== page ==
Delaware doesn’t have extensive laws for getting rid of squatters. As in most states, it is illegal to do anything that would force the tenants or squatters to leave, such as turning off the utilities or changing the locks. This falls under the jurisdiction of self-eviction, and a landowner who takes these actions may face legal repercussions. 

Even though there might not be a rental agreement in place, owners must go through an eviction process to remove squatters. There are a few different types of eviction notices that owners can issue to a squatter, depending on the circumstances.

Read more about evictions in Delaware here and download our FREE eviction notice form template.

  • 5-Day Notice to Pay Rent. This gives the tenant or squatter five days to pay the amount of the rent before eviction.
  • 60-Day Notice to Quit. This notice may be issued when a tenant stays at the property after their rental term has expired.
  • No Notice Required for Illegal Activity. The landlord may evict a tenant who causes harm or threatens to harm another person or the property. At this point, there is no formal notice required; the landlord can file an eviction with the courts immediately.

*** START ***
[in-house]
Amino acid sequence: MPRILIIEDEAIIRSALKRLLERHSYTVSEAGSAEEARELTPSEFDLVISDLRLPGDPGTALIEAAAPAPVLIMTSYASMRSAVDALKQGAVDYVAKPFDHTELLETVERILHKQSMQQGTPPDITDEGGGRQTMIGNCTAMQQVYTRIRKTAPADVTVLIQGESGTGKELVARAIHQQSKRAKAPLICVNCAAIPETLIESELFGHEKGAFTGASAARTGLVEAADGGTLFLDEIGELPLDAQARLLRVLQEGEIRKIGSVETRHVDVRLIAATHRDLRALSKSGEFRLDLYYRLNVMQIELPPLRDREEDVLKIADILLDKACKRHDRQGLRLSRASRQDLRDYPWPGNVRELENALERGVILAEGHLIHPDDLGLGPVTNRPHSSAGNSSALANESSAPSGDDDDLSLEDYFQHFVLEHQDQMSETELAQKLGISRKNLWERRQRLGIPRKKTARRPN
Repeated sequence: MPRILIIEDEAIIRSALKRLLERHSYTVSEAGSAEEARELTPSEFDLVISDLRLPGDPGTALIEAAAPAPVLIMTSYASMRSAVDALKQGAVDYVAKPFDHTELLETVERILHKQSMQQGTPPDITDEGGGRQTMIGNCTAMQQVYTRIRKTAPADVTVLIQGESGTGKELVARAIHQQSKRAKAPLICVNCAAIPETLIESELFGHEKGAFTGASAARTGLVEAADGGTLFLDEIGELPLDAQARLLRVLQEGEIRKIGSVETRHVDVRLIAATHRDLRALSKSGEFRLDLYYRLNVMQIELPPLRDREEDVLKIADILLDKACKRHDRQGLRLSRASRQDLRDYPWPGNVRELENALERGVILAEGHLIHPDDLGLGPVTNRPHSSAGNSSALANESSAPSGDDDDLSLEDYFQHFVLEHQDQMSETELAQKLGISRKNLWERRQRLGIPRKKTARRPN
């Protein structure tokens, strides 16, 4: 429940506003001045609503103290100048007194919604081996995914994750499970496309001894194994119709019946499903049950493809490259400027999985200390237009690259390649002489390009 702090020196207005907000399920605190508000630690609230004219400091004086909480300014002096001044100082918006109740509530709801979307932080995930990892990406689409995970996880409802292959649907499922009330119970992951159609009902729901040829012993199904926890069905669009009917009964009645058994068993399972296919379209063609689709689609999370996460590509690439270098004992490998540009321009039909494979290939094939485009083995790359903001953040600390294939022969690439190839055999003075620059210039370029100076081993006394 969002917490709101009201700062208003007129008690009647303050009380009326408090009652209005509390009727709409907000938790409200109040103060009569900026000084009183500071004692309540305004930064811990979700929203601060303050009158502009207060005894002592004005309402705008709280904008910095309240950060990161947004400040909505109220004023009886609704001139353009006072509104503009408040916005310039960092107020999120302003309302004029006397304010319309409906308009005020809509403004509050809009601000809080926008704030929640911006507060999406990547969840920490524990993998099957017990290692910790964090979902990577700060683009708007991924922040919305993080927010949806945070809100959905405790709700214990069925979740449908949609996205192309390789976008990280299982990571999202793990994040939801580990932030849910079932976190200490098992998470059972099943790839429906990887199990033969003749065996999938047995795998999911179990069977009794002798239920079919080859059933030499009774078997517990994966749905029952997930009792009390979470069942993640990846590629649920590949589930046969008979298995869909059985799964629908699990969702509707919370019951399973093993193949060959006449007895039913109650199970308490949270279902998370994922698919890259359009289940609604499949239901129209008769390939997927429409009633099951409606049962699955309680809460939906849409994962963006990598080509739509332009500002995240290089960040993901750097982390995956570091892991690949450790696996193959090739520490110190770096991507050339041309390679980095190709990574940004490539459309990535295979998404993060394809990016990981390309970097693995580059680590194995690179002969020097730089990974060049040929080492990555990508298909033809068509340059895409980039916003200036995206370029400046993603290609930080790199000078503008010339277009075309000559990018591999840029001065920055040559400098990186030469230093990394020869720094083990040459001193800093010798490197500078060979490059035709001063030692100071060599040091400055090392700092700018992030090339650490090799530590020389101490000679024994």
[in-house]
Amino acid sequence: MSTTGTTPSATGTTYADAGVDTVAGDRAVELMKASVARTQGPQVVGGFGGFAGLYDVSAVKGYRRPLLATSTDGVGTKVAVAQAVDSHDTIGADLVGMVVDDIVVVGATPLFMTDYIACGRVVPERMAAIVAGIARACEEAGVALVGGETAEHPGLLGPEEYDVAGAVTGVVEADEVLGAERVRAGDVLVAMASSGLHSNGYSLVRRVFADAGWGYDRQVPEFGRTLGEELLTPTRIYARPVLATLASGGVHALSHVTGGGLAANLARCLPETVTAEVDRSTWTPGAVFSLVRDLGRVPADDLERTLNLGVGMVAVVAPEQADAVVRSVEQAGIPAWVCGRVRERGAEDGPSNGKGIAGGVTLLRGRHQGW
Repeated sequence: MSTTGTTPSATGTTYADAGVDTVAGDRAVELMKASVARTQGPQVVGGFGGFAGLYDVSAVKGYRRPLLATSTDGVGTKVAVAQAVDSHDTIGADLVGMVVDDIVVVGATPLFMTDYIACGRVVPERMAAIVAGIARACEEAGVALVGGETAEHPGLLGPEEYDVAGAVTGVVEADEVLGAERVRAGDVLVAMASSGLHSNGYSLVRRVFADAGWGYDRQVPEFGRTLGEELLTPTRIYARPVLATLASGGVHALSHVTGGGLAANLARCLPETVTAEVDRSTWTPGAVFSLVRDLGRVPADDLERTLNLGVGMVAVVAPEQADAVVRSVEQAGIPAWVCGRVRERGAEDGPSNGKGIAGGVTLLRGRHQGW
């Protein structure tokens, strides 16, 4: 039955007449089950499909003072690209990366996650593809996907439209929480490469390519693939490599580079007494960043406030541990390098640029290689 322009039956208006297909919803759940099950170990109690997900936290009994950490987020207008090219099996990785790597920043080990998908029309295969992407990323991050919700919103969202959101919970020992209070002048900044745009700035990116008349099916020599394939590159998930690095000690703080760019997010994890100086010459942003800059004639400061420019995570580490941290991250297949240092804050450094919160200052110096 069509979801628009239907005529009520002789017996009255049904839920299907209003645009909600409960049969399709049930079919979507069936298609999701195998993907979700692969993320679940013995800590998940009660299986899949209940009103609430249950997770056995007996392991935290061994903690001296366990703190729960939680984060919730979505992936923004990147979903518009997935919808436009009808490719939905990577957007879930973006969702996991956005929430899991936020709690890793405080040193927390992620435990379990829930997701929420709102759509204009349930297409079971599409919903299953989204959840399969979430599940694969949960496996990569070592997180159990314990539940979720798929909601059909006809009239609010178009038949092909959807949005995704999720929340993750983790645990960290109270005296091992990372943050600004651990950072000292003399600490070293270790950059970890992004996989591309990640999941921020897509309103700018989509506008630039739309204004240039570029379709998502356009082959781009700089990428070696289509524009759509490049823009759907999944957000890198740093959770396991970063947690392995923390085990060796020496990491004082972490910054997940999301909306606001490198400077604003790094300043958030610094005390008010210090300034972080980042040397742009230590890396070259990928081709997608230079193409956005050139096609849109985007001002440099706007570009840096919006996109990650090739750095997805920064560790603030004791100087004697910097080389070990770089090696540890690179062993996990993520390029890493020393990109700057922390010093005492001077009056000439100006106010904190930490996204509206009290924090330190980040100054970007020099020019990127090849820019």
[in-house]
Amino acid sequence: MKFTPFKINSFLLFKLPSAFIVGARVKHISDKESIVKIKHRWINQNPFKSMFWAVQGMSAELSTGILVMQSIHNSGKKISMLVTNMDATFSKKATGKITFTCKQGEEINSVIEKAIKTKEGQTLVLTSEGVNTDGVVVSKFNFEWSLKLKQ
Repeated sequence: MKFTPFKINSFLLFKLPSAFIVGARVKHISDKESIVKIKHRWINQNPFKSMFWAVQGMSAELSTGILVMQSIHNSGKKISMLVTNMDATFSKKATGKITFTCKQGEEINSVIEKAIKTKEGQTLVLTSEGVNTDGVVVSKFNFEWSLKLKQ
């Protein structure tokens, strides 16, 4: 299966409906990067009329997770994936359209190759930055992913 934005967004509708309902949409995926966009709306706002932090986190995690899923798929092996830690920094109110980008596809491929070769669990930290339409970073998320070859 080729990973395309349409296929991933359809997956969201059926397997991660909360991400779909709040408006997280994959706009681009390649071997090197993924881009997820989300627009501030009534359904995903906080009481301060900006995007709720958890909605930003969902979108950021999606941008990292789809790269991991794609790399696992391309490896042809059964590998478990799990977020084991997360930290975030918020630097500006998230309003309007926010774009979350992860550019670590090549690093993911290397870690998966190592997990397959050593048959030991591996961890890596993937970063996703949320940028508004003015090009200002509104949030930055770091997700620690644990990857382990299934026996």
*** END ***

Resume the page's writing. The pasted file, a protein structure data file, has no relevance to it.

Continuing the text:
After the owner has won an eviction case, they must request a Writ of Possession. This gives the tenant 10 days to vacate; after that time, the constable may serve the Writ of Possession to the squatter, giving them an additional 24 hours to vacate before being forcibly removed.

Any belongings left behind are stored at the squatter’s expense for 7 days. If they do not pay the costs or claim the property, the owner may dispose of the personal property as they see fit.

Tips for Protecting Yourself from Squatters in Delaware

  • Inspect the property regularly.
  • Secure the property by making sure that all of the doors and windows are locked. Block all entrances.
  • Pay property taxes in a timely manner.
  • Put up “No Trespassing” signs on the property, especially if it is unoccupied. 
  • Serve written notice as soon as you realize there are squatters present.
  • Offer to rent the property to squatters.
  • Call the sheriff (not the local police) to remove squatters from the premises if they refuse to leave.
  • Hire a lawyer in case you must take legal action against the squatters. It’s also a good idea to ask for legal advice on your options.

Squatters have different rights in different states. Make sure you refer to Tit. 10 §7901 for more information.